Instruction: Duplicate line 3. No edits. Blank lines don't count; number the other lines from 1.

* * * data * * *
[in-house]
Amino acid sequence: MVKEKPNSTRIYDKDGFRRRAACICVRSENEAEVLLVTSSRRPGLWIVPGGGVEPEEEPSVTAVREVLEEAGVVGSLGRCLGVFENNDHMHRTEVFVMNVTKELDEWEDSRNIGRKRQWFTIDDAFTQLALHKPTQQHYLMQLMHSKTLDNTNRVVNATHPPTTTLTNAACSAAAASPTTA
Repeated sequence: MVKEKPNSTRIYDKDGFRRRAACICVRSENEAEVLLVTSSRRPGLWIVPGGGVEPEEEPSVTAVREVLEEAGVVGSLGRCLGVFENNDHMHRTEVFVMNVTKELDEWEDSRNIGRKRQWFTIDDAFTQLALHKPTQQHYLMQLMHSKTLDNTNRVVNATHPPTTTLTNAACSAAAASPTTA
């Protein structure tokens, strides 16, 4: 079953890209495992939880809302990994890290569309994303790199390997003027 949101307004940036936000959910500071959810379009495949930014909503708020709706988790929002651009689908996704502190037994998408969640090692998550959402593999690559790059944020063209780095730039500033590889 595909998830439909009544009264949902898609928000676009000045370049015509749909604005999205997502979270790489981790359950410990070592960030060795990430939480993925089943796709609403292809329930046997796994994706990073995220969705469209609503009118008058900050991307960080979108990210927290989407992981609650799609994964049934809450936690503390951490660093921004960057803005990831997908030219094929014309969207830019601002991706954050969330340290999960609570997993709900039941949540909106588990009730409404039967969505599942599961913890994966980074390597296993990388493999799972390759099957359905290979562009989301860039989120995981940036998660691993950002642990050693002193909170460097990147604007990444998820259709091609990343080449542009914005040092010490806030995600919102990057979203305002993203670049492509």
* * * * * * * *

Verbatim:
Repeated sequence: MVKEKPNSTRIYDKDGFRRRAACICVRSENEAEVLLVTSSRRPGLWIVPGGGVEPEEEPSVTAVREVLEEAGVVGSLGRCLGVFENNDHMHRTEVFVMNVTKELDEWEDSRNIGRKRQWFTIDDAFTQLALHKPTQQHYLMQLMHSKTLDNTNRVVNATHPPTTTLTNAACSAAAASPTTA